Dunes

As the dunes become stabilized by Marram, they provide a new habitat with more soil nutrients, better moisture retention and especially more shelter from the wind.

Nova Scotia Museum of Natural History

© Nova Scotia Museum of Natural History 2001 All Rights Reserved.


As the dunes become stabilized by Marram, they provide a new habitat with more soil nutrients, better moisture retention and especially more shelter from the wind. More kinds of plants and animals survive here than on the open beach.


As the dunes become stabilized by Marram, they provide a new habitat with more soil nutrients, better moisture retention and especially more shelter from the wind. More kinds of plants and animals survive here than on the open beach.


© Nova Scotia Museum of Natural History 2001 All Rights Reserved.

Beach Pea - Lathyrus maritimus

Beach Pea has many of the same adaptations as Marram, and helps stabilize the sand in less windy places.

Nova Scotia Museum of Natural History

© Nova Scotia Museum of Natural History 2001 All Rights Reserved.


Beach Pea has many of the same adaptations as Marram, and helps stabilize the sand in less windy places. Underground stems connect individual plants. The foliage forms a dense mat that breaks the wind and traps blowing sand.
Beach Pea has many of the same adaptations as Marram, and helps stabilize the sand in less windy places. Underground stems connect individual plants. The foliage forms a dense mat that breaks the wind and traps blowing sand.

© Nova Scotia Museum of Natural History 2001 All Rights Reserved.

Beach Pea cross-section

Like other pea family plants, Beach Pea has nodules on its roots.

Nova Scotia Museum of Natural History

© Nova Scotia Museum of Natural History 2001 All Rights Reserved.


Like other pea family plants, Beach Pea has nodules on its roots. These nodules contain bacteria which take nitrogen from the air and change it to nitrates. When the leaves and stems die off in winter, the nitrates enrich the soil and benefit other plants.


Like other pea family plants, Beach Pea has nodules on its roots. These nodules contain bacteria which take nitrogen from the air and change it to nitrates. When the leaves and stems die off in winter, the nitrates enrich the soil and benefit other plants.


© Nova Scotia Museum of Natural History 2001 All Rights Reserved.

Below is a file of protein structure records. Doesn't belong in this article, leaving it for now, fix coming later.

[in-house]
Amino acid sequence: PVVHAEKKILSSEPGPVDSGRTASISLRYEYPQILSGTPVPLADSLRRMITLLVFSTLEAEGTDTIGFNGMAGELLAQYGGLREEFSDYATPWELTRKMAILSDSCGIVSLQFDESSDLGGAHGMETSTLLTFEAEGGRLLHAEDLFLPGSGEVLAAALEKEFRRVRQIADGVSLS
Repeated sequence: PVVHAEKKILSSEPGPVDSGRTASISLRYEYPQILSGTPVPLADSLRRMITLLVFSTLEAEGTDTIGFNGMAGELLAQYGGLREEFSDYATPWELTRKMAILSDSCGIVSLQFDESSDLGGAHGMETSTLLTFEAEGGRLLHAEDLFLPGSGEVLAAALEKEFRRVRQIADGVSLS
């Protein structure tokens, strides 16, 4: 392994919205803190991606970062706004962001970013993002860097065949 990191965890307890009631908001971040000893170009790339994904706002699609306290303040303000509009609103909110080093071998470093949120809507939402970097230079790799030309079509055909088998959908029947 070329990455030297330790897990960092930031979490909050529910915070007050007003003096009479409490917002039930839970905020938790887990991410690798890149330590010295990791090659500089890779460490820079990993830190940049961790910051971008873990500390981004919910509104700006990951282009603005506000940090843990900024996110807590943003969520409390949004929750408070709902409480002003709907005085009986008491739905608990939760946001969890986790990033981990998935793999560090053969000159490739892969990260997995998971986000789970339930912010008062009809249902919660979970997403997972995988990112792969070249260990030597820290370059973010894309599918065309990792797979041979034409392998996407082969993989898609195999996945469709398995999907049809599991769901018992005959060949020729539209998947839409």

Even though pioneer plants like Beach Pea begin to improve the sandy soil, growing conditions remain poor. The plants that follow must still be tough enough to tolerate a wide range of environmental conditions. You may have seen similar plants growing along roadsides or in poor soils.
Even though pioneer plants like Beach Pea begin to improve the sandy soil, growing conditions remain poor. The plants that follow must still be tough enough to tolerate a wide range of environmental conditions. You may have seen similar plants growing along roadsides or in poor soils.

© Nova Scotia Museum of Natural History 2001 All Rights Reserved.

Hedge Bindweed (Morning Glory) - Convolvulus sepium

Hedge Bindweed (Morning Glory) - Convolvulus sepium

Nova Scotia Museum of Natural History

© Nova Scotia Museum of Natural History 2001 All Rights Reserved.


Seaside Goldenrod - Solidago sempervirens

Seaside Goldenrod - Solidago sempervirens

Nova Scotia Museum of Natural History

© Nova Scotia Museum of Natural History 2001 All Rights Reserved.


Yarrow - Achillea lanulosa

Yarrow - Achillea lanulosa

Nova Scotia Museum of Natural History

© Nova Scotia Museum of Natural History 2001 All Rights Reserved.


Tiger Beetle adults rely on speed to catch their prey, but the larvae hide in sand burrows and grab passing insects or amphipods. The beetle with square wing markings lives on the beach edge of the dunes. The one with diagonal wing markings lives on the sheltered inland side.
Tiger Beetle adults rely on speed to catch their prey, but the larvae hide in sand burrows and grab passing insects or amphipods. The beetle with square wing markings lives on the beach edge of the dunes. The one with diagonal wing markings lives on the sheltered inland side.

© Nova Scotia Museum of Natural History 2001 All Rights Reserved.

The beetle with square wing markings lives on the beach edge of the dunes.

Cicindela hirticollis

Nova Scotia Museum of Natural History

© Nova Scotia Museum of Natural History 2001 All Rights Reserved.


The one with diagonal wing markings lives on the sheltered inland side.

Cicindela tranquebarica

Nova Scotia Museum of Natural History

© Nova Scotia Museum of Natural History 2001 All Rights Reserved.


Sandhill Cutworm larvae are specially adapted to feed on the underground stems of Marram. When the adult moths rest on stems and leaves, their camouflage hides them from predatory birds.
Sandhill Cutworm larvae are specially adapted to feed on the underground stems of Marram. When the adult moths rest on stems and leaves, their camouflage hides them from predatory birds.

© Nova Scotia Museum of Natural History 2001 All Rights Reserved.

Sandhill Cutworm larvae - Euxoa detersa

Sandhill Cutworm larvae - Euxoa detersa

Nova Scotia Museum of Natural History

© Nova Scotia Museum of Natural History 2001 All Rights Reserved.


Sandhill Cutworm larvae

Sandhill Cutworm larvae

Nova Scotia Museum of Natural History

© Nova Scotia Museum of Natural History 2001 All Rights Reserved.


Sandhill Cutworm

Sandhill Cutworm

Nova Scotia Museum of Natural History

© Nova Scotia Museum of Natural History 2001 All Rights Reserved.


Learning Objectives

The learner will:
  • Describe the effect of wind, poor nutrition, and acid soil on plant and animal life on Sable Island.
  • Describe the sand dune habitat and the plants that survive in the environment.

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